UK Web Focus (Brian Kelly)

Innovation and best practices for the Web

The Threats To Openness

Posted by Brian Kelly on 2 Jan 2010

I’ve a folder called “Openness” in my RSS reader. And the most prolific blogger in this folder is Glyn Moody in his Open blog.

As indicated by the blog’s sub-title “open source, open genomics, open content” Glyn comments on a broad range of issues related to openness.

These are areas of interest to me too – indeed back in 2007 myself, Randy Metcalfe and Scott Wilson write a paper entitled “Openness in Higher Education: Open Source, Open Standards, Open Access” which was published at the ELPUB 2007 conference.

As indicated by the paper’s abstract although we feel that open standards, open source and open content can provide many benefits in education and research we realise that there are also potential pitfalls and complexities:

For advisory services, the goal is to achieve the best solution for any individual institution’s needs, balancing its enthusiasm with its own internal constraints and long term commitments. For example, open standards are a genuine good, but they may fail to gain market acceptance. Rushing headlong to standardize on open standards may not be the best approach. Instead a healthy dose of pragmatism is required. Similarly, open source software is an excellent choice when it best meets the needs of an institution, but not perhaps without reference to those needs.

Despite the warning against “rushing headlong’ into the latest open technology I fell into this trap personally in my purchase of my open source HTC Magic Android phone (I use my closed source iPod Touch when a WiFi network is available, using my sophisticated Android SmartPhone mostly as a dumb mobile phone!)

However in general I promote a culture of openness – for example I’ve used a Creative Commons licence for this blog since it was launched and have used Creative Commons licence for my presentations since my first Web 2.0 talk entitled “Web Futures: Implications For HE” given at King’s College London in January 2006.

But although I personally have embrace the notion of open content and have promoted greater take-up of Creative Commons for over four years I haven’t really considered the ways in which organisations and industries which feel threatened by the notions of openness may be responding – and perhaps undermining my attempts to encourage public sector organisations to engage more actively with the openness agenda.

Glyn, however, does seek to warn his readers of ways in which organisations are seeking to undermine the notion of openness. And in a post entitled “The Great Digital Bait and Switch” he cites an article published in the Wall Street Journal:

The palm-sized Arduino serves as an electronic brain running everything from high schoolers’ robots to high-end art installations. But perhaps the oddest thing about the device is the business model behind it.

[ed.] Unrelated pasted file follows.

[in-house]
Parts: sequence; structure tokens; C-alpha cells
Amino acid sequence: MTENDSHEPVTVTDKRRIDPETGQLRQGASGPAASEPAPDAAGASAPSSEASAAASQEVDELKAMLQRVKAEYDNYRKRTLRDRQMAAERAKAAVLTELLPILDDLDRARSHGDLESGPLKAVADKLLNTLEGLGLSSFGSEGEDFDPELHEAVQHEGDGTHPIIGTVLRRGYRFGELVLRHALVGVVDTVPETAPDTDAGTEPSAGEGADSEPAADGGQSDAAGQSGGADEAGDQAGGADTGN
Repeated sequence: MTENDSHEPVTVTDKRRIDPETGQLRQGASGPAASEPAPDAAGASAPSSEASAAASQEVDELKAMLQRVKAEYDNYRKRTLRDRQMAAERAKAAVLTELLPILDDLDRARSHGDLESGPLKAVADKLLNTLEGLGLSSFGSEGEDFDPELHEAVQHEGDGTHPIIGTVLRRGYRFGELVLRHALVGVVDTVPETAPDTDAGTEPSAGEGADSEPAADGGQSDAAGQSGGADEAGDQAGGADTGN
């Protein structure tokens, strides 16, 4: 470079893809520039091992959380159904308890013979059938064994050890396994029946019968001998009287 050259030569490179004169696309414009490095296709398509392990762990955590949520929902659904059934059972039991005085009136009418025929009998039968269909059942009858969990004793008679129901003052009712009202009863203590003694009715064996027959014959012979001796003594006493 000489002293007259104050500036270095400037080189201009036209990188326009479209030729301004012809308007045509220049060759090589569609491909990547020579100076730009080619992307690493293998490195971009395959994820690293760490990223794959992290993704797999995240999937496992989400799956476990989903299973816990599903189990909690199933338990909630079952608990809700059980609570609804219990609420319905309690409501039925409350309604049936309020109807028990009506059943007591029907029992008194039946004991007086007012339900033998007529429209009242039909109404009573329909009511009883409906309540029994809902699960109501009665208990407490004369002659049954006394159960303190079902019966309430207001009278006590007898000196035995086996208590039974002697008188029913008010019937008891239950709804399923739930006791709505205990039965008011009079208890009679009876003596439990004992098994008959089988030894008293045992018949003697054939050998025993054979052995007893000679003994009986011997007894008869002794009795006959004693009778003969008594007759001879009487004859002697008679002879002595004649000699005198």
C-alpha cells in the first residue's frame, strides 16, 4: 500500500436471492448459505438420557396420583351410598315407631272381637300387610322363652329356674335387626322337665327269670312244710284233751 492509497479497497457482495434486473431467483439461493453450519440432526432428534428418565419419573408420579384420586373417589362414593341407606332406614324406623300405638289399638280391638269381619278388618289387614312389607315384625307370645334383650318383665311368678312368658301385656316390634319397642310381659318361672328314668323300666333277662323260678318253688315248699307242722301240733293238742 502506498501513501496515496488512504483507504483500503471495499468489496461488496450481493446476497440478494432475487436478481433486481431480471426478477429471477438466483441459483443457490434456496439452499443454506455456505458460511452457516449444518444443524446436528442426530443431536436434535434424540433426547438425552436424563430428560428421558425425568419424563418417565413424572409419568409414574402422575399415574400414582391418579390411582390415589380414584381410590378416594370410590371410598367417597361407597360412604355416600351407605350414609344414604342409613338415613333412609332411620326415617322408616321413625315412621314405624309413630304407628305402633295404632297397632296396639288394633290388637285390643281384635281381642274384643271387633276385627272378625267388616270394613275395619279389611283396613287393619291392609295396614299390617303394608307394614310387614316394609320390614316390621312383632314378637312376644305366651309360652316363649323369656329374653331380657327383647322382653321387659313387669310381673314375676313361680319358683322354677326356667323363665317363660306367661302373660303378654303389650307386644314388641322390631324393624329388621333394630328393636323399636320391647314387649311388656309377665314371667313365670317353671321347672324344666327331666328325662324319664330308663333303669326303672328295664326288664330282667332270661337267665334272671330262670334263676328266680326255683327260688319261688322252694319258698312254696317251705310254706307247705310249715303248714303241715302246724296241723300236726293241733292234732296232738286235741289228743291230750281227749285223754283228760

Plans for the Arduino, a simple microcontroller board, are available online, and anybody may legally use them to build and sell knockoffs.

As Glyn concludes the article is “equating the ability to *build* on the work of others, and improve upon it, as another kind of “knock-off”. This is not just wrong-headed, but really pernicious, because it implies that open source is little better than counterfeiting.

Back in 2005 we heard that from Bill Gates that “Free Culture advocates = Commies“. And now these arguments are being revived. But what’s different is that back in 2005 it was easy to dismiss Bill Gates’s views as being irrelevant. But today we have Peter Mandelson and the Digital Economy Bill which would “give government ‘unprecedented and sweeping powers’ to amend copyright laws“.

So maybe the gently pushing of open content is no longer enough. Perhaps we need to trumpet loudly our commitment to openness and be prepared to challenge those in the public sector who are still wavering over use of open licences. If we fail to stand up and loudly express our views, we may find that the commercial sector sets the agenda and influences public opinion into the mistaken belief that openness is about theft.

Will you join me in using a Creative Commons licence as a badge of pride and a means of encouraging creativity and innovation!? Can this be your resolution for 2010?

3 Responses to “The Threats To Openness”

  1. Glyn Moody said

    Thanks for the link. I think a key point is that if we who understand the virtues of openness don’t get the message out about why they are important then, as you rightly say, others with less disinterested agendas will do so in our place. Not just “if not now, when?”, but also “if not us, who?”

  2. […] The Threats To Openness (source: UK Web Focus, […]

  3. I would just like to say that I am *loving* my Motorola Milestone which runs Android :)

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